"Highball" - More terminology questions.

Help Support Amtrak Unlimited Discussion Forum:

Joined
May 27, 2021
Messages
8
Location
Fargo, ND
The term "Highball" has become synonymous with proceeding at maximum authorized speed. But I have noticed Amtrak crews using it as a term just to indicate station work complete. For example; crews will say highball then immediately announce TSR's / PSR's, or they will be sitting in the station, copy down a form B, then proceed with a "highball" from the Conductor / AC. They will obviously not proceed at maximum authorized speed when the Form B Limits are right past the depot. At first I thought Amtrak would have to have a different definition of "highball" than regular railroads. But in the Service Standards, it says: Highball: Conductor to the engineer, Proceed at MAXIMUM AUTHORIZED SPEED. They will also give highballs on proceed indications that are not clear. For example: Amtrak will not be able to proceed at maximum track speed with an approach medium up ahead! So what gives? Has the term "highball" lost its meaning?
 

Just-Thinking-51

Very bored and cranky pundit
AU Lifetime Supporter
AU Supporter
Joined
Sep 17, 2009
Messages
2,354
Location
USA
Highball is a traffic sign. Long time ago it was a ball that would raise up on a pole to show trains that could proceed past the control point. Station, Tower, or junction.

Today it slang, like “Two to go”. Short words that mean something today if your in the business.

“Highball” clear to proceed.
“Two to go” Blow horn twice then proceed.
“Delay in Block” proceed but at a speed that you can stop at before next traffic light. (Traffic light may of change since you when past the last light, while waiting/stopped at a station.)
 

jis

Chief Dispatcher
AU Lifetime Supporter
Gathering Team Member
Joined
Aug 24, 2003
Messages
29,582
Location
Space Coast, Florida, Area code 3-2-1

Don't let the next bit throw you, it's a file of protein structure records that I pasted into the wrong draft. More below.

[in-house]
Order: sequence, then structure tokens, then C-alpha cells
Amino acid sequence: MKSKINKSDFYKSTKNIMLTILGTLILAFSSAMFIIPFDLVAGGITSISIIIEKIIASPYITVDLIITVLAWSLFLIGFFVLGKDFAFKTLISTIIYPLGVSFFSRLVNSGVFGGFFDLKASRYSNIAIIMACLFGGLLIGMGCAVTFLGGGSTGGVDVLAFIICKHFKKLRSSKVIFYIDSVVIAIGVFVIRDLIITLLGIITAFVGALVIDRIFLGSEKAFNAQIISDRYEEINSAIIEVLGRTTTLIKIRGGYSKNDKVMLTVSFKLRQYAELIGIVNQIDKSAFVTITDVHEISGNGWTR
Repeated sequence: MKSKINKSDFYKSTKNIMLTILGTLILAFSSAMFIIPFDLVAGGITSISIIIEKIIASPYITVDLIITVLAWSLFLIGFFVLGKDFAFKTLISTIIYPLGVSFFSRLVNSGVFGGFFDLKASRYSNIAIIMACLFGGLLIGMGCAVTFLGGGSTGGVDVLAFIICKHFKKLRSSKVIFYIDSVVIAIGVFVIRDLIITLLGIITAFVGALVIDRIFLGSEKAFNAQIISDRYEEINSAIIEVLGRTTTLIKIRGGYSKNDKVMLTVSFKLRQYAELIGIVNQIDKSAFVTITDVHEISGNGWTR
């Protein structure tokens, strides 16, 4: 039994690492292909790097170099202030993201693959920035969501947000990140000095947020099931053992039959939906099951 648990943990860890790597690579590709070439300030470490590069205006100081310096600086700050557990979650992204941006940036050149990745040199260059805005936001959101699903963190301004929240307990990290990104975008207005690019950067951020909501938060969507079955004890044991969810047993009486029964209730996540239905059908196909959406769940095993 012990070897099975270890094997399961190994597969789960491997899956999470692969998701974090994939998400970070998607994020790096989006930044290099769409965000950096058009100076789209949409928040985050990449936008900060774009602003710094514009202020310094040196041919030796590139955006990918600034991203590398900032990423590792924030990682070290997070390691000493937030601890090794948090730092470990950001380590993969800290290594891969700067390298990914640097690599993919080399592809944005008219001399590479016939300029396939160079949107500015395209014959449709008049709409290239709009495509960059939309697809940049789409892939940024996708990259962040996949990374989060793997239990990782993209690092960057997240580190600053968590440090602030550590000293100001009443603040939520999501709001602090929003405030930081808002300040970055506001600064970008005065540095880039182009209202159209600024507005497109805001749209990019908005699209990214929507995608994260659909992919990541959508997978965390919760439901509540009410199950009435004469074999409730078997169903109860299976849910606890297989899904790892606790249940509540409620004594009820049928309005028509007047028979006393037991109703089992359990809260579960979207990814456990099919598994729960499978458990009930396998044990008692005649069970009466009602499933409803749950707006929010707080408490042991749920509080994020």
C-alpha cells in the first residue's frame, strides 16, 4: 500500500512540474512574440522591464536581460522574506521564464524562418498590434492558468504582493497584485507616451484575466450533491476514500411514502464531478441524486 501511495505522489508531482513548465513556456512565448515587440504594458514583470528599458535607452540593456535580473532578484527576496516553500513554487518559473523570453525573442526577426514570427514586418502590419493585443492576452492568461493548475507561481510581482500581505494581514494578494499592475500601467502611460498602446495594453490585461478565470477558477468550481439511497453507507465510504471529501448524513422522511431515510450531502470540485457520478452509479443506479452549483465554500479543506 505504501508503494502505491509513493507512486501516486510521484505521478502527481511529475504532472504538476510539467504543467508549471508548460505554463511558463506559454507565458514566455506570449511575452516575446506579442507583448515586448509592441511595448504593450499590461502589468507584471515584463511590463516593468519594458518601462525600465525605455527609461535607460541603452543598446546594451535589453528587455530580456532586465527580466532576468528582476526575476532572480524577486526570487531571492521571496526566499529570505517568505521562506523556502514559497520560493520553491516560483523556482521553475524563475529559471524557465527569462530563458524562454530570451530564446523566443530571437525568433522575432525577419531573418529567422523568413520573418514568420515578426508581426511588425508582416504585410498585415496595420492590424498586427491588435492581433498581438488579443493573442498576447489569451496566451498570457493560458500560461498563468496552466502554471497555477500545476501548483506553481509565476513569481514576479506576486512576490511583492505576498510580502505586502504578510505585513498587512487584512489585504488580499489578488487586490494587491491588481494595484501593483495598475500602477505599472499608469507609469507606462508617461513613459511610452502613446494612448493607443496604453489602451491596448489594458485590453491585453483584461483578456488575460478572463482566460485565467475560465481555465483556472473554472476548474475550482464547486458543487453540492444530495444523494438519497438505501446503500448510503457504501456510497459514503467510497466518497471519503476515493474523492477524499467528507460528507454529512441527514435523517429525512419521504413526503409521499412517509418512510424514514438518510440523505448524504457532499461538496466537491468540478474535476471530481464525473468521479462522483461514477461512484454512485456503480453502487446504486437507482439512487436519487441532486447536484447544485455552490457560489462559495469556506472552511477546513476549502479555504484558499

Then there is "Highball on signal indication" or "Proceed on signal indication", something that came about after someone seriously highballed away while s/he did not have the signal allowing such.
 

Just-Thinking-51

Very bored and cranky pundit
AU Lifetime Supporter
AU Supporter
Joined
Sep 17, 2009
Messages
2,354
Location
USA
Highball the drink…

I know nothing, NOTHING about this.

Above phase should have a Sergeant Schultz accent.
 

Saddleshoes

Train Attendant
Joined
Jun 12, 2015
Messages
79
I thought a "high ball" was the opposite of a strike.
As in 4 "high balls" and you walk.
 

lstone19

Service Attendant
Joined
May 29, 2014
Messages
142
Location
Chicago area
The term "Highball" has become synonymous with proceeding at maximum authorized speed. But I have noticed Amtrak crews using it as a term just to indicate station work complete. For example; crews will say highball then immediately announce TSR's / PSR's, or they will be sitting in the station, copy down a form B, then proceed with a "highball" from the Conductor / AC. They will obviously not proceed at maximum authorized speed when the Form B Limits are right past the depot. At first I thought Amtrak would have to have a different definition of "highball" than regular railroads. But in the Service Standards, it says: Highball: Conductor to the engineer, Proceed at MAXIMUM AUTHORIZED SPEED. They will also give highballs on proceed indications that are not clear. For example: Amtrak will not be able to proceed at maximum track speed with an approach medium up ahead! So what gives? Has the term "highball" lost its meaning?
Maximum Authorized Speed is not the same Maximum Track Speed. Authorized is the lesser of track speed, speed restricted by order, bulletin, etc., and speed restricted by signal. I have never heard anyone think it's synonymous with maximum track speed. It's just long-time railroad slang (at least until Amtrak apparently tried to give it a formal definition) meaning, as others said, "Let's go".
 

neroden

Engineer
Joined
Feb 23, 2014
Messages
8,942
Location
Ithaca, NY
That's a really ancient piece of slang. The "high ball" signal system was first used to indicate whether trains were on time, seems to have only started being used for traffic control in 1852, and appears to have been mostly gone by the 1880s, as first Hall disc and then semaphore signals took over in the US. Many railroads *never* used the ball signals. But the term hung on, and spread to railroads which had never had ball signal systems. Quite curious.
 
Top